Cooling the Acura NSX supercar

By Christopher A. Sawyer
The Virtual Driver

(June 13, 2016) In order to gain superior downforce and efficient cooling, Acura NSX aerodynamicist and Cooling Project Leader Thomas Ramsay and his team used computational fluid dynamics simulations and wind tunnel testing of 40 percent scale models to optimize the car’s shape.

The results gained via CFD simulation and testing in Honda’s Ohio wind tunnel were validated with full-size models at Honda’s moving ground plane wind tunnel in Tochigi, Japan.

Front-to-rear aerodynamic balance was determined to be of primary importance, with the rear downforce three times greater than the front.

This ratio was determined to provide optimal distribution for both high-performance and daily driving. The rear diffuser, rear spoiler and taillight slots work together to generate a significant amount of downforce while managing the drag created by the NSX’s aerodynamic wake. By fine tuning grilles, slots, ducting and exit points, Ramsay and company were able to avoid the need for active aerodynamic bodywork.

Up front, the air follows optimized exits that take into account total airflow, low drag and maximum downforce. It is directed along the vehicle to achieve a flow pattern that feeds the engine air inlets. The vents in the front fascia are positioned to reduce turbulence and aerodynamic loss around the front wheels, and work with those located in the front fenders to stabilize the airflow along the side of the car.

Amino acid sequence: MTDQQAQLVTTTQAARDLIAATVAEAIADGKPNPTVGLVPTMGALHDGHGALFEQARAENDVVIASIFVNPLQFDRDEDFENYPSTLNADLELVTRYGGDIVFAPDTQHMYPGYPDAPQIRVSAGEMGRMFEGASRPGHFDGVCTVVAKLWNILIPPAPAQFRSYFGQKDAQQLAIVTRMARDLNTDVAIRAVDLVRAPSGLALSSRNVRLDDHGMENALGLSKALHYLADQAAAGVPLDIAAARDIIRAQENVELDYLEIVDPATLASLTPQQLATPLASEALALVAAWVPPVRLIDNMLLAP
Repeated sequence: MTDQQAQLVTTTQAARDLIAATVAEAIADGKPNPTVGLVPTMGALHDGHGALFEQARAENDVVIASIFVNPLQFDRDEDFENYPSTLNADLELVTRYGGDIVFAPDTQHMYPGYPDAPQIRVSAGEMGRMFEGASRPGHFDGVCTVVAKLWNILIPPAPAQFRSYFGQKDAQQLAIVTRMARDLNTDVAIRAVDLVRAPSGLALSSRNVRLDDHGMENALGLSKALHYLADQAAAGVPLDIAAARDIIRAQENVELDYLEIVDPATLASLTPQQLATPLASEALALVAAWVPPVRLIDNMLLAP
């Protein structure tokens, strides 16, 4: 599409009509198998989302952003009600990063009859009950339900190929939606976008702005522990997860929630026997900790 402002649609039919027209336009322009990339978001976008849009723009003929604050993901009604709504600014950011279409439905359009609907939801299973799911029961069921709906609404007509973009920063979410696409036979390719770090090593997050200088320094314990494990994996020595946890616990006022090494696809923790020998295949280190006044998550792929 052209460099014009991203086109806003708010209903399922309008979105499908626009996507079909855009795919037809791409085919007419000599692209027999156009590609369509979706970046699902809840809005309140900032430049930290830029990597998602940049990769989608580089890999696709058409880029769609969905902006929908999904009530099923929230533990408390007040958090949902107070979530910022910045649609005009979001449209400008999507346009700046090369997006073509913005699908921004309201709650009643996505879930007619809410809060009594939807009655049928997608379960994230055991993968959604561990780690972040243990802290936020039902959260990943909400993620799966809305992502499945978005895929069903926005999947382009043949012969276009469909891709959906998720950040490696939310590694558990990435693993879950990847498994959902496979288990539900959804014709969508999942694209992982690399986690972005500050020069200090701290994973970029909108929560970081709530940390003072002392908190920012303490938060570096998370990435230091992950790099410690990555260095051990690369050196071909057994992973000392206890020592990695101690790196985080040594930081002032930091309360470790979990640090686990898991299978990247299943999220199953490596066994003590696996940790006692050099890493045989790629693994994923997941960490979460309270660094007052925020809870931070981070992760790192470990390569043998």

The floating C-pillars feed the side intakes, which channel air to the engine intake, engine bay and intercoolers. They also smooth and channel the rest of the air flowing across their surfaces to the rear deck to increase downforce.

The NSX has seven primary heat sources — the 3.5-liter V6 engine, two turbos, a nine-speed dual-clutch gearbox, the power distribution unit and the twin motor unit — whose temperatures are managed via 10 heat exchangers. The front cooling system includes the engine radiators, twin motor unit cooler, air conditioning condenser, transmission cooler and the heat exchanger for the hybrid system’s power distribution unit.

In the rear, air flowing over the roof and hatch glass feeds air to the clutch cooler and increases airflow through the engine bay.

The Virtual Driver